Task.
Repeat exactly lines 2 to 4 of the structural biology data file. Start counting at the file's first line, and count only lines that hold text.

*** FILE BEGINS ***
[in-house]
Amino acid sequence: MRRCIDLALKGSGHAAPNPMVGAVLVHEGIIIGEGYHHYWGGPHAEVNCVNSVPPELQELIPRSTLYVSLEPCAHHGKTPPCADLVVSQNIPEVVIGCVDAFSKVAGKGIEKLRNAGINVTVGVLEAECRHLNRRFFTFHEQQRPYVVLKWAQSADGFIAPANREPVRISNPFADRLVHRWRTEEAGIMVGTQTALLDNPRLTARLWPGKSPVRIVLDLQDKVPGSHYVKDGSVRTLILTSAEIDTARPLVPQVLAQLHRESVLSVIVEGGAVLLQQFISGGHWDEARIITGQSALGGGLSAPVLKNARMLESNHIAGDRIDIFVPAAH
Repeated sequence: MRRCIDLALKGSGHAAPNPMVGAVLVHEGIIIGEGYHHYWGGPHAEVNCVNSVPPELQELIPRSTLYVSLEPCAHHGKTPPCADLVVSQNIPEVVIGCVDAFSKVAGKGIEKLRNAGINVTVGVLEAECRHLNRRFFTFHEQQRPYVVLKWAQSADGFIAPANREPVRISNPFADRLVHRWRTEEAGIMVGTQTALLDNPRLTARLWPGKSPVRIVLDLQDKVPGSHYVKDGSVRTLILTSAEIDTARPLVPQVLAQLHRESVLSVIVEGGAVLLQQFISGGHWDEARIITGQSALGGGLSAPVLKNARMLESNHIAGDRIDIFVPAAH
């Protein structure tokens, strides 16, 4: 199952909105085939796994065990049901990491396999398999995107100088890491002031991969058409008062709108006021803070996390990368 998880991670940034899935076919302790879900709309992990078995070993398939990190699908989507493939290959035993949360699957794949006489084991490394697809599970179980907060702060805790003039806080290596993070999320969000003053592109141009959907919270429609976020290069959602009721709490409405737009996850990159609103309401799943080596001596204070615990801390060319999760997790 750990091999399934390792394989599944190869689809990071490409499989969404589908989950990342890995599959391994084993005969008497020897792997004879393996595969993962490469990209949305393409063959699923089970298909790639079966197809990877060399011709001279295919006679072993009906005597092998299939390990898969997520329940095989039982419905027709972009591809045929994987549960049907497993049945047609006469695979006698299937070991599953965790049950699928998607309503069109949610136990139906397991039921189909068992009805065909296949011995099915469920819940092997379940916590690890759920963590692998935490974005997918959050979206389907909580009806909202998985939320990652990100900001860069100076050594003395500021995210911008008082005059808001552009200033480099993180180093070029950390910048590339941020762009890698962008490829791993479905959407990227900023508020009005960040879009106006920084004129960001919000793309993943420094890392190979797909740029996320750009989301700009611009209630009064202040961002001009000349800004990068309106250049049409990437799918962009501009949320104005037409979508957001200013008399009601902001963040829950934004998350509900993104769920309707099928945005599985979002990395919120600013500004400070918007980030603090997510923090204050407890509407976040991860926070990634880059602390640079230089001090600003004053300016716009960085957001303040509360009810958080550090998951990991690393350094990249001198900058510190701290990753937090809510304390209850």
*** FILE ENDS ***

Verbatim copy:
Amino acid sequence: MRRCIDLALKGSGHAAPNPMVGAVLVHEGIIIGEGYHHYWGGPHAEVNCVNSVPPELQELIPRSTLYVSLEPCAHHGKTPPCADLVVSQNIPEVVIGCVDAFSKVAGKGIEKLRNAGINVTVGVLEAECRHLNRRFFTFHEQQRPYVVLKWAQSADGFIAPANREPVRISNPFADRLVHRWRTEEAGIMVGTQTALLDNPRLTARLWPGKSPVRIVLDLQDKVPGSHYVKDGSVRTLILTSAEIDTARPLVPQVLAQLHRESVLSVIVEGGAVLLQQFISGGHWDEARIITGQSALGGGLSAPVLKNARMLESNHIAGDRIDIFVPAAH
Repeated sequence: MRRCIDLALKGSGHAAPNPMVGAVLVHEGIIIGEGYHHYWGGPHAEVNCVNSVPPELQELIPRSTLYVSLEPCAHHGKTPPCADLVVSQNIPEVVIGCVDAFSKVAGKGIEKLRNAGINVTVGVLEAECRHLNRRFFTFHEQQRPYVVLKWAQSADGFIAPANREPVRISNPFADRLVHRWRTEEAGIMVGTQTALLDNPRLTARLWPGKSPVRIVLDLQDKVPGSHYVKDGSVRTLILTSAEIDTARPLVPQVLAQLHRESVLSVIVEGGAVLLQQFISGGHWDEARIITGQSALGGGLSAPVLKNARMLESNHIAGDRIDIFVPAAH
């Protein structure tokens, strides 16, 4: 199952909105085939796994065990049901990491396999398999995107100088890491002031991969058409008062709108006021803070996390990368 998880991670940034899935076919302790879900709309992990078995070993398939990190699908989507493939290959035993949360699957794949006489084991490394697809599970179980907060702060805790003039806080290596993070999320969000003053592109141009959907919270429609976020290069959602009721709490409405737009996850990159609103309401799943080596001596204070615990801390060319999760997790 750990091999399934390792394989599944190869689809990071490409499989969404589908989950990342890995599959391994084993005969008497020897792997004879393996595969993962490469990209949305393409063959699923089970298909790639079966197809990877060399011709001279295919006679072993009906005597092998299939390990898969997520329940095989039982419905027709972009591809045929994987549960049907497993049945047609006469695979006698299937070991599953965790049950699928998607309503069109949610136990139906397991039921189909068992009805065909296949011995099915469920819940092997379940916590690890759920963590692998935490974005997918959050979206389907909580009806909202998985939320990652990100900001860069100076050594003395500021995210911008008082005059808001552009200033480099993180180093070029950390910048590339941020762009890698962008490829791993479905959407990227900023508020009005960040879009106006920084004129960001919000793309993943420094890392190979797909740029996320750009989301700009611009209630009064202040961002001009000349800004990068309106250049049409990437799918962009501009949320104005037409979508957001200013008399009601902001963040829950934004998350509900993104769920309707099928945005599985979002990395919120600013500004400070918007980030603090997510923090204050407890509407976040991860926070990634880059602390640079230089001090600003004053300016716009960085957001303040509360009810958080550090998951990991690393350094990249001198900058510190701290990753937090809510304390209850």